The UK is not alone in debating the future of its carbon pricing regime. The EU is also aiming to expand its ETS to cover more parts of the economy, and has begun exploring how to price carbon on road transport and buildings. To that end, it has proposed creating a separate ETS for these two sectors, but this has similarly stoked fears of a public backlash, not least from France which is particularly keen to avoid any repeat of the ‘gilets jaunes’ protests in 2018 that stemmed from anger over a hike in fuel taxes. A final decision on expanding the EU’s ETS is also, therefore, a long way off yet.

Berman agrees with Dillon that, both in the UK and the EU, there is still a broad unwillingness to wrestle with the more challenging aspects of decarbonisation that inevitably require a deeper role for the public. “At some point, consumers will have to feel this tangibly, and there’s a lot of political nervousness on both sides of the Channel about how to do that,” he says. “We’re not yet at the point either in the EU or the UK where the proposal yet exists to adequately reimburse those vulnerable households, and to ensure that we don’t get pushback from civil society when these more tangible effects at the consumer level are felt.”

Even so, with severity of the climate crisis only escalating and the chances of keeping the 1.5C targeted warming threshold alive hanging by a thread, deep decarbonisation is urgently needed in the current decade, and public clamour for action is growing. And while carbon pricing certainly offers no silver bullet for reaching net zero – with strong policy, regulation and investment still needed across the economy to deliver net zero – market-based measures on paper offer an attractive way for governments to incentivise decarbonisation without having to do as much of the heavy lifting, while also generating revenues that can be redistributed to businesses and households to help them decarbonise and manage the costs that come with new carbon levies. There is a growing library of academic literature exploring how carbon pricing or taxation regimes can be introduced in a way that is revenue neutral and actually benefits poorer households. Moreover, the growing push for carbon border taxes in the EU and beyond looks set to accelerate the drive for carbon pricing around the world.

For businesses, too, cap and trade systems tend to set a clear trajectory for decarbonisation many years ahead, which provides certainty for investing in green technologies and processes – certainly more so than flat taxes that can chop and change from year to year. Somewhat ironically, Ministers and officials in Westminster and Brussels appear to be pushing back against proposals to expand carbon pricing regimes at the precise point when the original carbon market – the EU ETS – finally appears to be working as intended, with record high carbon prices helping to drive investment in clean infrastructure.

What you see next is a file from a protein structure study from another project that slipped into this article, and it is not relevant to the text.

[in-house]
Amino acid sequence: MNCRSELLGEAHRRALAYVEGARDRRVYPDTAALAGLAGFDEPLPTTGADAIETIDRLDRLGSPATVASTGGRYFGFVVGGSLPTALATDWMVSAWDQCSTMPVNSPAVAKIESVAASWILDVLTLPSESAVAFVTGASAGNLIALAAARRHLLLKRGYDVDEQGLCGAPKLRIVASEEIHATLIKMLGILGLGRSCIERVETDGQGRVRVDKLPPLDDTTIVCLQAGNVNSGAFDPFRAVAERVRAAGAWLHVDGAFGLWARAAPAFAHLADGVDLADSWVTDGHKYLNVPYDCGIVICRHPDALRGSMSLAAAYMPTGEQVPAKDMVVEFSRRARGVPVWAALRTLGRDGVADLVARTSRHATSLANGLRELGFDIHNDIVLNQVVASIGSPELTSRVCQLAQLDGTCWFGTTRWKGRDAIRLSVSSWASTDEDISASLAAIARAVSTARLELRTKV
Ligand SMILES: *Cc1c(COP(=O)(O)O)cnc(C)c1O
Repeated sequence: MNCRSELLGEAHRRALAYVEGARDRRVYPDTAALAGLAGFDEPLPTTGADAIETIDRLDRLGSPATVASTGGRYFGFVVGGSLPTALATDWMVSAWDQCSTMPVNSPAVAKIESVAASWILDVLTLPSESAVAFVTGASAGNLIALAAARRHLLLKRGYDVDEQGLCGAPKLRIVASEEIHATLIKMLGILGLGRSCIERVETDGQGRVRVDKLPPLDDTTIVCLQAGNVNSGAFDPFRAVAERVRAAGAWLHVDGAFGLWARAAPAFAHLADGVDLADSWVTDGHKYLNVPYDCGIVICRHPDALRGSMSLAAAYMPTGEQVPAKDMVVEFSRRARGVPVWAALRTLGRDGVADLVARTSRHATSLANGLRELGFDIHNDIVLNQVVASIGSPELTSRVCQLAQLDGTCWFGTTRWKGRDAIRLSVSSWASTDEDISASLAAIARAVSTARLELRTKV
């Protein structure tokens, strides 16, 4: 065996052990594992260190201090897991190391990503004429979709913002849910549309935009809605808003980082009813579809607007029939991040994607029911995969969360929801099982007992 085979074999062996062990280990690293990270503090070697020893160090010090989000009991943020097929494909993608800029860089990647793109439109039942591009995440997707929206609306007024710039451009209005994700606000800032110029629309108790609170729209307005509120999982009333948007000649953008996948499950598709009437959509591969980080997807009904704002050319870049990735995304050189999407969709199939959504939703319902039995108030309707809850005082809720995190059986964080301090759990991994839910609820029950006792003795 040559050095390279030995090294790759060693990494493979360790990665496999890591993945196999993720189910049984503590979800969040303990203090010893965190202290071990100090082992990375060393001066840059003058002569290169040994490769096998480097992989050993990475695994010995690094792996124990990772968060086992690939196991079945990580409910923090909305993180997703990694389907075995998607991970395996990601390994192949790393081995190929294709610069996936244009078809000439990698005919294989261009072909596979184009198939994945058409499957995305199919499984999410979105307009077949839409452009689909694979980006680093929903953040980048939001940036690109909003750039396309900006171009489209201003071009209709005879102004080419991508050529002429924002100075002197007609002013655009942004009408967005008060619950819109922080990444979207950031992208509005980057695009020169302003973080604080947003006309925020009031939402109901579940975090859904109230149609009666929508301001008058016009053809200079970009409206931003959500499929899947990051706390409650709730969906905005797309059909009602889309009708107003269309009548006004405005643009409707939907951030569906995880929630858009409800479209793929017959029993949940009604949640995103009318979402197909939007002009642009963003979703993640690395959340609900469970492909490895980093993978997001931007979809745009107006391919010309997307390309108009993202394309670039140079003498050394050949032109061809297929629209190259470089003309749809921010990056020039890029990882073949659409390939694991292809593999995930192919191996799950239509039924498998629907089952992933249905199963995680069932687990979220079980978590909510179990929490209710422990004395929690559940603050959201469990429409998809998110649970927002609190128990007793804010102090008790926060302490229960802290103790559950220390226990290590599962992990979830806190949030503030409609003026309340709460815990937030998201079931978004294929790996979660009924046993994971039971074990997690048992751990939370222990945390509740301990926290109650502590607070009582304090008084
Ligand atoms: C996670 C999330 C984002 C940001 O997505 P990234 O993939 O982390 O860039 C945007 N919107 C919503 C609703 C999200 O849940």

“It’s complicated, unfortunately, if you end up with just a regulatory approach [to decarbonisation],” argues Berman. “So, I think ultimately, these market based mechanisms will be very popular… In the medium term, I have hopes that these mechanisms will probably become more widespread across the UK economy, as they will in the EU.”

Whether either the EU or UK ETS does eventually encompass the vast majority of the economy remains to be seen. But until a meaningful price is put on pollution, marshalling the economy towards decarbonisation will remains a huge struggle, Dillon warns. “I just don’t see how we’re going to facilitate the transition to net zero without pricing in externalities into the costs of goods and services,” she says. “Because how else are you doing to encourage different methods of production, but also purchasing too?”

Whatever the eventual shape of both the UK’s and the EU’s emissions trading schemes, the debate surrounding carbon pricing is clearly central to the growing, broader discussion around net zero, and how to balance the upfront costs of the transition and account for the costs of pollution. That discussion, it seems, has barely begun.